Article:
A new series of events gives Alberta’s black tech entrepreneurs the opportunity to pitch their businesses to investors and connect with their peers in the industry.
Innovate Calgary, the University of Calgary’s innovation firm and business incubator, kicked off the Black Founders in Tech series in November. At its first event, seven black tech leaders pitched their ideas to a host of investors and peers, with competitors presenting cash prizes and business support to help move their companies forward.
It was the first of a series of events that will continue until 2023.
Some of the company founders who participated said that a black-focused event is an important symbolic and celebratory move. They also said that the series of events gives them a platform to showcase their businesses and what makes their contributions to the industry unique.
“We listened to BIPOC [Black, Indigenous and people of colour] founders, and they said, ‘We want to be celebrated and not just be a corner of the innovation ecosystem,'” said Jerome Morgan, senior innovation manager at Innovate Calgary.
Morgan said more than 22 people from across the province applied to participate in the first Black Founders in Tech event.
Create a more inclusive innovation industry
Pitches for the event came from founders of companies focused on oil and gas, construction, housing, as well as from the world of sports and fundraising companies.
“More than anything, we realized there were more founders in the ecosystem that we didn’t know about, and it’s about how we support them,” Morgan said.
“When you do inclusive innovation, it’s a better future for everyone, and people who feel like there’s a place for them was the most important thing.”
Morgan said it’s also important to recognize the challenges BIPOC business owners face that other company founders might not have to think about.
“The journey of a diverse entrepreneur is a little different, especially when you’re first or second generation. A key component is that you don’t necessarily have the relationships in the ecosystem. And you may not have that uncle or dad or that person to write you your first check,” he said.
The founders who competed and submitted their ideas said the event was as much about connecting with and championing the black tech community as it was about prizes and the potential to attract investors.
“It was really nice to be in a room full of peers. It was amazing to be in a space with people who see you for who you are and understand the same limitations that you all have within the industry,” said Ange Paye, co-founder of software company Voto, a charitable giving-focused engagement platform for businesses that want to campaign alongside charities.
“Just seeing what other BIPOC people are doing in the city is something you’re not aware of, so it was an amazing experience and definitely scary because it’s like ‘This is my people,’ but it was amazing,” he said. .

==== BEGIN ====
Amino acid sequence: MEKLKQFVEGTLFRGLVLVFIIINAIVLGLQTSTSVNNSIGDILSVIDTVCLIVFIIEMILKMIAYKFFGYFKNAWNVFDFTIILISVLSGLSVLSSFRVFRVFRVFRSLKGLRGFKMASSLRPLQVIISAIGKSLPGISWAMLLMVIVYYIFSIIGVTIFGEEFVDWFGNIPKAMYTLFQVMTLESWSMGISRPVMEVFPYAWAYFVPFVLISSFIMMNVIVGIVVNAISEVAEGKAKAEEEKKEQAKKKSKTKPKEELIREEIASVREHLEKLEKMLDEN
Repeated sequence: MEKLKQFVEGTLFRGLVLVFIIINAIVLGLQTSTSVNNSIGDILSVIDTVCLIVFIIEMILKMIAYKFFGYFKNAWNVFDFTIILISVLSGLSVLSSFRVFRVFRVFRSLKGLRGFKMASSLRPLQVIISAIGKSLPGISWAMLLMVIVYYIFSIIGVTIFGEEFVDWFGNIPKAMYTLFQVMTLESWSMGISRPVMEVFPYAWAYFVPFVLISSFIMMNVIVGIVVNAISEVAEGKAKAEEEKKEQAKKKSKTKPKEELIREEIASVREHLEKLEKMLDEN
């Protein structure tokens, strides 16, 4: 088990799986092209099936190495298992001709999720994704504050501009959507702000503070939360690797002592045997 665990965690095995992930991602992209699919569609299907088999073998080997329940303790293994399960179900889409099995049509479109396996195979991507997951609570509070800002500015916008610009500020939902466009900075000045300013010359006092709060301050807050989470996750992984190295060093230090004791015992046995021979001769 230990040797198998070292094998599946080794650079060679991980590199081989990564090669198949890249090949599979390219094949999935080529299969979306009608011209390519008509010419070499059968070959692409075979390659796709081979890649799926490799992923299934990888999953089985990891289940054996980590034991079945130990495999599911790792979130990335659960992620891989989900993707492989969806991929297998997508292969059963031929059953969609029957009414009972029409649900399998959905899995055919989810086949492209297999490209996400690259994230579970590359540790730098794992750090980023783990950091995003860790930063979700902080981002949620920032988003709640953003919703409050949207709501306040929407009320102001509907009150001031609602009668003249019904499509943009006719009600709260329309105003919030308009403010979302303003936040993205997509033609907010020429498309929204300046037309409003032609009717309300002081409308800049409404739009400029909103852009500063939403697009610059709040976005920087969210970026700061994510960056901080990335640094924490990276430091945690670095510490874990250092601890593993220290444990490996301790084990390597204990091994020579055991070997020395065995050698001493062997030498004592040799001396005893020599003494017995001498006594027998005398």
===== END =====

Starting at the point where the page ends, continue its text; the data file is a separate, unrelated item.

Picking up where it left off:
‘Representation definitely matters’
Paye said event participants were paired with mentors prior to the launch, along with a coach who helped them prepare to perform before a packed audience.
“It really shows how many of us are here and how many of us want to make a difference,” Paye said.
He said the series of events is also about giving up-and-coming young technology leaders a platform to aspire to in the future, as well as a valuable networking opportunity to share experiences, relationships and ideas with other potential technology leaders and investors. All ages. and racing.
Sean Hervo placed third in the pitch competition, selling his company PrePad, which reduces well pad planning times for oil and gas producers through a drilling and completion simulator, challenging in-house software solutions used by many producers.
“Representation definitely matters,” Hervo said. “I don’t think about it much, but if I can inspire a kid who looks like me and now he believes that he can be an entrepreneur or a co-founder, then that’s great.
Hervo said the competition was “validating and rewarding” and allowed him to make further connections with the investment community.
“In [the] industry there aren’t that many colorful faces in a room, and it was great. You could feel the love and energy there. We were high fives and cheering each other on.”
Other successful launches included a digital platform called Road Aider that connects people in need of roadside assistance with service providers, along with an app called Elev, which makes renting easier for students, helping them find a home and build driving scores. credit by paying rent on time.
November 1 was the first in a series of events that will showcase the work and ideas of BIPOC and rural tech founders from across the province.
The BIPOC founders will be the focus of the second event of the new year.